When I started with the Secret Service in 1969, we were tasked with three responsibilities -- protecting our President, our currency, and our securities. The responsibilities for carrying out these duties were handled by the Protective, Counterfeit and Forgery Divisions, respectively. Counterfeiting of U. S. currency always intrigued me because of the often conjured image of an artist gone bad. There have been several movies made of criminals, mobsters and foreign agents, all trying to obtain those elusive engraved plates so that they might prints millions of $100 bills and get rich overnight. The reality of counterfeiting is a lot different and much more difficult than what was portrayed in those movies. And with the latest redesign of our currency by the Bureau of Engraving and Printing, the level of difficulty to counterfeit a passable U. S. note has increased exponentially. First, our currency has seen dramatic changes in color. Whereas our old notes were printed in two colors, black and green, the new series is a rainbow of colors. Second, the designers have included a host of security features never before seen on, or in, U. S. currency. Features like watermarks, holograms, microprinting and embedded security threads add greatly to the difficulty of counterfeiting. Ironically, all of these security features can be overcome by ignorance. The Secret Service has always understood that an informed public is the greatest security feature against the passing of  counterfeit currency. The Service has always made public awareness a priority. It is every citizen’s responsibility to be familiar with the security features used in his or her currency. I have seen some badly counterfeited bills successfully passed because of a lack of attention by the person receiving the money. Remarkably, even a “twee” dollar bill was successfully used in a retail purchase. Unbelievably, the passer even received change.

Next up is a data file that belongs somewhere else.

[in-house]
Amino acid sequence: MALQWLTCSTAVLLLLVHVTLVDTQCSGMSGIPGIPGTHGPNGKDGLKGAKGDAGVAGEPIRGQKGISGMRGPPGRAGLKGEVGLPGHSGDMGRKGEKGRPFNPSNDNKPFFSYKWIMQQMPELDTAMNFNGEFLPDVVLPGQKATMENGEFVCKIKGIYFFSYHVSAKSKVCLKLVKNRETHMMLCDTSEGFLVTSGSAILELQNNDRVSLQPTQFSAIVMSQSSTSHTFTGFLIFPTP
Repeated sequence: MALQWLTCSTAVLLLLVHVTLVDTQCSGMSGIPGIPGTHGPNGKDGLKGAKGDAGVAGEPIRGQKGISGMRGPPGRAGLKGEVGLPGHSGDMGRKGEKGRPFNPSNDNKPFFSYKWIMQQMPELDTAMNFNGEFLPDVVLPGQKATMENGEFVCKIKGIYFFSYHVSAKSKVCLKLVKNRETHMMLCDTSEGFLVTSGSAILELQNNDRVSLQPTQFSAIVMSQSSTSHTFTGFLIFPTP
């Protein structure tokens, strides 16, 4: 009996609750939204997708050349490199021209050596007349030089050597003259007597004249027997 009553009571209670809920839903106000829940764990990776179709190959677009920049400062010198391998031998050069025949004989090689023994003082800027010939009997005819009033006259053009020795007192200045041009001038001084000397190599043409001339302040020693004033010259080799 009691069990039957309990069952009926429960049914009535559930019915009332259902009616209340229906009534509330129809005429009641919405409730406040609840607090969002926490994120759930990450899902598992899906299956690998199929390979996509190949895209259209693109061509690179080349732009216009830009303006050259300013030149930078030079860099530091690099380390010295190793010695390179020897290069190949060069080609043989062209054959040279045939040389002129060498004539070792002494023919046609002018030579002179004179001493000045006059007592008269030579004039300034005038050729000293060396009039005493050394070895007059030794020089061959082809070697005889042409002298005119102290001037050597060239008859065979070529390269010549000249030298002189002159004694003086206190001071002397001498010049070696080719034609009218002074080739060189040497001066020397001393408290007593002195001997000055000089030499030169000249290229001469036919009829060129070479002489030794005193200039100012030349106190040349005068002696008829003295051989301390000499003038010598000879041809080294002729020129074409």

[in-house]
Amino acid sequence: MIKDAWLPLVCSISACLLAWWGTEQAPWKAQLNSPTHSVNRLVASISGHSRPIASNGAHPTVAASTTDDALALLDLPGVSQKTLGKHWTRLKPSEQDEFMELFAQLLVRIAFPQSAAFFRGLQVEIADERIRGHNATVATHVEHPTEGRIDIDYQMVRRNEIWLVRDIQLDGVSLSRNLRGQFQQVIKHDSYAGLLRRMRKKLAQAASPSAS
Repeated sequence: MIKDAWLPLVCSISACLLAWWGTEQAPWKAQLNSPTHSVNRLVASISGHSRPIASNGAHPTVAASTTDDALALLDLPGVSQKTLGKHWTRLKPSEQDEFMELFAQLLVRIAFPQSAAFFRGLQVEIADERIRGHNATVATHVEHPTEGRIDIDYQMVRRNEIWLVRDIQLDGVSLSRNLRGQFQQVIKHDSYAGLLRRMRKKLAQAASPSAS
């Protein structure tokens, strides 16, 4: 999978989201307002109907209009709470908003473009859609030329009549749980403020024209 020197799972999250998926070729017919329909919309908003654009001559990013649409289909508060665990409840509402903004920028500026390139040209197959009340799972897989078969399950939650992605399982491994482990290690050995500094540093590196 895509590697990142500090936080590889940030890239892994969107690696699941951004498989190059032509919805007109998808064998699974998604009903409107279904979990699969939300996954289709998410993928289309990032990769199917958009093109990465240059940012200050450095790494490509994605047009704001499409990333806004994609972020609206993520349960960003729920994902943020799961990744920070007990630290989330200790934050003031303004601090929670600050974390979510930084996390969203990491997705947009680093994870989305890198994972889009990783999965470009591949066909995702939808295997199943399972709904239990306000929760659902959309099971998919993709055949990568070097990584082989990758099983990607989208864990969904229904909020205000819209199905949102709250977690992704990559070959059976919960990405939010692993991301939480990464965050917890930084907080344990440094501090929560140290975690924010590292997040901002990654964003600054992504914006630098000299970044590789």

Counterfeit warning posters were one of many types of posters we created a variety of counterfeit warning posters which were distributed to banks, merchants and other money handlers. Other posters included the familiar wanted posters as well as special warning posters for law enforcements agencies post offices and mail handlers in government and private industry.
Heraldic and Numismatic Trivia
or
We know about the original 13 colonies but what about...
13 Stars
13 Stripes
13 Arrows
13 Leaves
13 Olives
Next time you have a chance, check out the Great Seal on the back, or obverse side, of a one-dollar bill.
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